MAY 03, 2021 6:31 AM PDT

Want to Become a Better Runner? Get More Sleep.

WRITTEN BY: Alexandria Bass


Want to get the most out of your workout routine? Don't skimp on sleep, especially if you're focusing on endurance and working out multiple days in a row. Researchers at Ritsumeikan University in Japan found partial sleep deprivation reduces endurance performance on the second day of working out two days in a row.

Controlling for diet and amount and type of physical activity, two athletic groups were compared between two days of working out to see how changes in sleep amount affected strength and endurance from day 1 to day 2. On day 1, both groups ran for 90 minutes and completed 100 drop jumps. That night, the control group slept for 8 hours and the partial-sleep-deprivation group slept for 40% of their usual sleep hours. Sleep duration's effects on endurance and muscular strength performance were then examined on day 2 after subjects ran for 20 minutes.

Variables examined were maximal strength, maximal oxygen consumption, respiratory exchange rate, and time to exhaustion. After only one night of partial sleep deprivation, participants in this group had a significantly lower respiratory exchange ratio and shorter time to exhaustion but, interestingly, had no significant differences in maximal strength or maximal oxygen consumption compared to the group that slept for 8 hours. These findings suggest that partial sleep deprivation between 2 days of working out leads to quicker exhaustion and alterations to burning fat without significant changes to muscle strength or heart or lung function.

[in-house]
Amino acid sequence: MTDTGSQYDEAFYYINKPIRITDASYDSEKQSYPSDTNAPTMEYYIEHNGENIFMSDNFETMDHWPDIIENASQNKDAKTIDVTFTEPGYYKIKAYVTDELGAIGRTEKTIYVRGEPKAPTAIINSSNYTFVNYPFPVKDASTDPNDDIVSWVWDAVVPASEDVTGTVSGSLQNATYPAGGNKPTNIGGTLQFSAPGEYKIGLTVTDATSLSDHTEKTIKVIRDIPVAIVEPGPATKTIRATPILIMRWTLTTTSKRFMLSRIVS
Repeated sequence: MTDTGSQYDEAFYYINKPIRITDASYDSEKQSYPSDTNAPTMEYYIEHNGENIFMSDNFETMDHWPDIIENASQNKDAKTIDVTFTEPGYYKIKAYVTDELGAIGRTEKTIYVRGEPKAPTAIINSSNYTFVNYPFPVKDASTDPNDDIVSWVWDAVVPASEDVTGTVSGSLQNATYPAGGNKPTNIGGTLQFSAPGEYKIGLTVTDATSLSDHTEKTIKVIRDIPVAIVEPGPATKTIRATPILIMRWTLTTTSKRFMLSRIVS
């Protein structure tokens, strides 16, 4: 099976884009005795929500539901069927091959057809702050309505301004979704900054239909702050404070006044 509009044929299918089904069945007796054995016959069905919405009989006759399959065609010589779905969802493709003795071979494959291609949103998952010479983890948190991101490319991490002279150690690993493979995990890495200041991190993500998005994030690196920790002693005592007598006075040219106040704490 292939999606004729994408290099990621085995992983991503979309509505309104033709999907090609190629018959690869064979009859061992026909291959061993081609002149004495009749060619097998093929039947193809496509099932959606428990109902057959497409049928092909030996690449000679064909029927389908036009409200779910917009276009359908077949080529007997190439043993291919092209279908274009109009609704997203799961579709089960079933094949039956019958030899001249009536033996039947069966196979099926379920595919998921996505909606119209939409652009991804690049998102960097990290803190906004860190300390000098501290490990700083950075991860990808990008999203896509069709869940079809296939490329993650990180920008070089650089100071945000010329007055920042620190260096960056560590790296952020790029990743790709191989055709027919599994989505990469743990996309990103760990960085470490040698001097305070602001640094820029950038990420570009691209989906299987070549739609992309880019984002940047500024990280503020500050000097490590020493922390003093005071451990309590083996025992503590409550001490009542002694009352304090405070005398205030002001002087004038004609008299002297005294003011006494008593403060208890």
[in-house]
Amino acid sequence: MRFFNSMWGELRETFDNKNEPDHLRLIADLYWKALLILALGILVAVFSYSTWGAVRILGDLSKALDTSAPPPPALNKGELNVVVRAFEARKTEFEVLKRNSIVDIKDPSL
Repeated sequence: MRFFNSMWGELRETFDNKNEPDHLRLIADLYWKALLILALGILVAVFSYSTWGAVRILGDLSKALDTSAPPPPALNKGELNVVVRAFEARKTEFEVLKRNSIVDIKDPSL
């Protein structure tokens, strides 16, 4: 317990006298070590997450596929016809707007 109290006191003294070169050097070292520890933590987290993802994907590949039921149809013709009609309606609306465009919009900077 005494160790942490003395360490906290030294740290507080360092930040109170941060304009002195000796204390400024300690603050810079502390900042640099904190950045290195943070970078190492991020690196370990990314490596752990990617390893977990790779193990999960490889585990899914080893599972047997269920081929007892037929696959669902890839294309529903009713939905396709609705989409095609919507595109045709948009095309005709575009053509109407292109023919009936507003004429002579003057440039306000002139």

Researchers speculate that skimping on sleep may reduce endurance by altering how the body uses glucose for energy and by shortening the amount of time muscles have for replenishing glycogen levels. More research is needed to examine these ideas and to examine the effects of sleep quality as well on exercise performance.

So how much sleep should you get after a tough workout to maximize your performance the next day? Aim for 9 to 10 hours.

Sources: Physical Activity and Nutrition

About the Author
  • Alexandria (Alex) is a freelance science writer with a passion for educating the public on health issues. Her other professional experience includes working as a speech-language pathologist in health care, a research assistant in a food science laboratory, and an English teaching assistant in Spain. In her spare time, Alex enjoys cycling, lap swimming, jogging, and reading.
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